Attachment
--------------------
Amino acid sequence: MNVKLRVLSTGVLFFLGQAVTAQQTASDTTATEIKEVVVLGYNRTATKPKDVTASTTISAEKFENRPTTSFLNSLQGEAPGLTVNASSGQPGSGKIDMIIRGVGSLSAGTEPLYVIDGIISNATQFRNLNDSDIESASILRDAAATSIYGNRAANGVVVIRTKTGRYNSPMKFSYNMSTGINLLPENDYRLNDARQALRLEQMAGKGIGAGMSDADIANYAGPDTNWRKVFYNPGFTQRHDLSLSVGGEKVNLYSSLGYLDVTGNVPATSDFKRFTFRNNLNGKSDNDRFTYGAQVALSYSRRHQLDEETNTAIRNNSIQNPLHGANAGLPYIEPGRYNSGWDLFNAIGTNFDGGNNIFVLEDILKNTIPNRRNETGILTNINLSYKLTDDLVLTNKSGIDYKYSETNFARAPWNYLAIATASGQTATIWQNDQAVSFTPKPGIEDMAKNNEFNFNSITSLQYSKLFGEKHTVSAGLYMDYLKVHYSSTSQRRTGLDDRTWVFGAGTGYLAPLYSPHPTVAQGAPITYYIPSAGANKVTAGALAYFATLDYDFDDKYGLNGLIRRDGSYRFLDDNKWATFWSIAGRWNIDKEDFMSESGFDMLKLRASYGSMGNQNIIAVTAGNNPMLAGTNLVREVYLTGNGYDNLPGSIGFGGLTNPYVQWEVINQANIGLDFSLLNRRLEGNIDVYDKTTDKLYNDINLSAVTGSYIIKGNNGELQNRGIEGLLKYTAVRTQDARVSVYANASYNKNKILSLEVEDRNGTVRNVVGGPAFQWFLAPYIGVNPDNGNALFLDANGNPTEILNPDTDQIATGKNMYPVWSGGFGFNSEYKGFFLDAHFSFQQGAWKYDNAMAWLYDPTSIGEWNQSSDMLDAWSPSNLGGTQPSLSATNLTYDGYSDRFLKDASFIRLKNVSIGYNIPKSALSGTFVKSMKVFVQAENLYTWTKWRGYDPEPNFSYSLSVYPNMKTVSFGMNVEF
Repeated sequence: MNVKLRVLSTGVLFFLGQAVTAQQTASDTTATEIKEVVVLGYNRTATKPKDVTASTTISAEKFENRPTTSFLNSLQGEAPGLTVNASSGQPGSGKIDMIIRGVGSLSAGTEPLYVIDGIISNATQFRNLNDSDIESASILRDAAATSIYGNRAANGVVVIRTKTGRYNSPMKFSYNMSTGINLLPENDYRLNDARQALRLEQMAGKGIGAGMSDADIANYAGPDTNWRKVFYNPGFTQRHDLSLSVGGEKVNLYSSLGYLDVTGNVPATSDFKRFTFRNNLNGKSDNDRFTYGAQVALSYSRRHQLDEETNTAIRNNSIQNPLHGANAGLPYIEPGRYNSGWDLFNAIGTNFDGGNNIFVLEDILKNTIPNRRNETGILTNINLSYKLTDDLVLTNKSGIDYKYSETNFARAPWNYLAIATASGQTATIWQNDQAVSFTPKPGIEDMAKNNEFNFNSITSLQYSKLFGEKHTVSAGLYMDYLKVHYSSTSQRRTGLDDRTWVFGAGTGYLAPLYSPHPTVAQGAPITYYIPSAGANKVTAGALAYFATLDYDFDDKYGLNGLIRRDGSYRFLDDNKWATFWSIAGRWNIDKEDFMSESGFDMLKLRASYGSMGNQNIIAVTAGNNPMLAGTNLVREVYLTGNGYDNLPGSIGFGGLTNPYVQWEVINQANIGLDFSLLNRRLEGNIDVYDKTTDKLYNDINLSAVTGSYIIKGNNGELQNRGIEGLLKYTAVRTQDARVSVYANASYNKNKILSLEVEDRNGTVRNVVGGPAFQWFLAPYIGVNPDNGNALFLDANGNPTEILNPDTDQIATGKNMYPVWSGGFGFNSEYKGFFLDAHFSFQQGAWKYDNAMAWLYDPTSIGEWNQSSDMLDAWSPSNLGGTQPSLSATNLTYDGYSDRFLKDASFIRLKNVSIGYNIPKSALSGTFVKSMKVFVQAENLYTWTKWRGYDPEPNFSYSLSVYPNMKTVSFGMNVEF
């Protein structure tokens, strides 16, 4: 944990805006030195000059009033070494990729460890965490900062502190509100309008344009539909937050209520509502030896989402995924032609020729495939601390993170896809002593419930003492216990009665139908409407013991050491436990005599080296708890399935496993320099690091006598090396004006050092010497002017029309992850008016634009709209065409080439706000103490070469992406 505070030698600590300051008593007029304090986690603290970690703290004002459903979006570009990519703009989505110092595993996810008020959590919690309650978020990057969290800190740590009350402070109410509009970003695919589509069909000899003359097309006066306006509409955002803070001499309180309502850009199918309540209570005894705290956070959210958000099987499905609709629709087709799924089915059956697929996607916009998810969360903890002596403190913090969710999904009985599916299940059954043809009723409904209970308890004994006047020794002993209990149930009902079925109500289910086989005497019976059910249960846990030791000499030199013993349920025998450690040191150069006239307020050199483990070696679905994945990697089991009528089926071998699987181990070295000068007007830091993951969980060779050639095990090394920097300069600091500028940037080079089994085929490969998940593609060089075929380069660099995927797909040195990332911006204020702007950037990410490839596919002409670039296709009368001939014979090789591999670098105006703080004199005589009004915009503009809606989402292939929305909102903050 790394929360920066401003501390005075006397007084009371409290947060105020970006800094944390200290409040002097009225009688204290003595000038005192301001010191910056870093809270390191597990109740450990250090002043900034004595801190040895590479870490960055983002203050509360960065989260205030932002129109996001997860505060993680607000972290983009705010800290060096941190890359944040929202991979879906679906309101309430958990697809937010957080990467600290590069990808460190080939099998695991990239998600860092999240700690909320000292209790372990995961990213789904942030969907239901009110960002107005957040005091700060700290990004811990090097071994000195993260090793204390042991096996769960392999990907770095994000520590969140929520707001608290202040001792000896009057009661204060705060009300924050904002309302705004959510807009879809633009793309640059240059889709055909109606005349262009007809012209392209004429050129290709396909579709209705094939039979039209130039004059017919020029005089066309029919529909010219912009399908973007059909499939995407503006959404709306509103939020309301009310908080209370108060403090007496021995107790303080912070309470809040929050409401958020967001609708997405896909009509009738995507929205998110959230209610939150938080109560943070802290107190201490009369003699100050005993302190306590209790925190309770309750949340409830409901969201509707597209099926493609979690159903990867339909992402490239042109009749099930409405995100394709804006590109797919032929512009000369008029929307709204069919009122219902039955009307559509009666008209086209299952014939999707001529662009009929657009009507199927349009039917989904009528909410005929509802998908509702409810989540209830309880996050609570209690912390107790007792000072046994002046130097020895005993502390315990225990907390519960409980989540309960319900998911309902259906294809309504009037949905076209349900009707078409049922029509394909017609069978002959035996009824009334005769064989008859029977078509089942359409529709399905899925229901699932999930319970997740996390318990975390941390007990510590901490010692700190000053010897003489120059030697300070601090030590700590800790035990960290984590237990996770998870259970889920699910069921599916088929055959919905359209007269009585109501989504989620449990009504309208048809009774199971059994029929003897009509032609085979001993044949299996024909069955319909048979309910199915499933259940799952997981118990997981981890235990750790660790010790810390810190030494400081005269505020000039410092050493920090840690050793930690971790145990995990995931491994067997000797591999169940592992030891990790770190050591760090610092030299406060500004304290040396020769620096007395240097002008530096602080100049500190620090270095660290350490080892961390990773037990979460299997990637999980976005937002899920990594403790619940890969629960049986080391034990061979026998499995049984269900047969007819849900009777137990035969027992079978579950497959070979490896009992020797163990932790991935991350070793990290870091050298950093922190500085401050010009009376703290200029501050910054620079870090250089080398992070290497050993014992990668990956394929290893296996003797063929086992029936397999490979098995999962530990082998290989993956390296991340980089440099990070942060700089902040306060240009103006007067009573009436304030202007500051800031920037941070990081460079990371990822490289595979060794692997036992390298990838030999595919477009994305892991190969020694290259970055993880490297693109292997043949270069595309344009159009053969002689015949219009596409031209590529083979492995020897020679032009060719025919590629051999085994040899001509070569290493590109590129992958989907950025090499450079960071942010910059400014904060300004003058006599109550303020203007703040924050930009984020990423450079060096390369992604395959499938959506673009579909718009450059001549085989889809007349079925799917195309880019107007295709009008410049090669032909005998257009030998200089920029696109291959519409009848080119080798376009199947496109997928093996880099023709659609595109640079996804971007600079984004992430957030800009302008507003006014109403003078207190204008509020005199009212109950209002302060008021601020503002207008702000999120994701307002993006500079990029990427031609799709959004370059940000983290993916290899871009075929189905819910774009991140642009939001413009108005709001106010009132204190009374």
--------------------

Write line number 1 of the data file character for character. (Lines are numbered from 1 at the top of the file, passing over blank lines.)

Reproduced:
Amino acid sequence: MNVKLRVLSTGVLFFLGQAVTAQQTASDTTATEIKEVVVLGYNRTATKPKDVTASTTISAEKFENRPTTSFLNSLQGEAPGLTVNASSGQPGSGKIDMIIRGVGSLSAGTEPLYVIDGIISNATQFRNLNDSDIESASILRDAAATSIYGNRAANGVVVIRTKTGRYNSPMKFSYNMSTGINLLPENDYRLNDARQALRLEQMAGKGIGAGMSDADIANYAGPDTNWRKVFYNPGFTQRHDLSLSVGGEKVNLYSSLGYLDVTGNVPATSDFKRFTFRNNLNGKSDNDRFTYGAQVALSYSRRHQLDEETNTAIRNNSIQNPLHGANAGLPYIEPGRYNSGWDLFNAIGTNFDGGNNIFVLEDILKNTIPNRRNETGILTNINLSYKLTDDLVLTNKSGIDYKYSETNFARAPWNYLAIATASGQTATIWQNDQAVSFTPKPGIEDMAKNNEFNFNSITSLQYSKLFGEKHTVSAGLYMDYLKVHYSSTSQRRTGLDDRTWVFGAGTGYLAPLYSPHPTVAQGAPITYYIPSAGANKVTAGALAYFATLDYDFDDKYGLNGLIRRDGSYRFLDDNKWATFWSIAGRWNIDKEDFMSESGFDMLKLRASYGSMGNQNIIAVTAGNNPMLAGTNLVREVYLTGNGYDNLPGSIGFGGLTNPYVQWEVINQANIGLDFSLLNRRLEGNIDVYDKTTDKLYNDINLSAVTGSYIIKGNNGELQNRGIEGLLKYTAVRTQDARVSVYANASYNKNKILSLEVEDRNGTVRNVVGGPAFQWFLAPYIGVNPDNGNALFLDANGNPTEILNPDTDQIATGKNMYPVWSGGFGFNSEYKGFFLDAHFSFQQGAWKYDNAMAWLYDPTSIGEWNQSSDMLDAWSPSNLGGTQPSLSATNLTYDGYSDRFLKDASFIRLKNVSIGYNIPKSALSGTFVKSMKVFVQAENLYTWTKWRGYDPEPNFSYSLSVYPNMKTVSFGMNVEF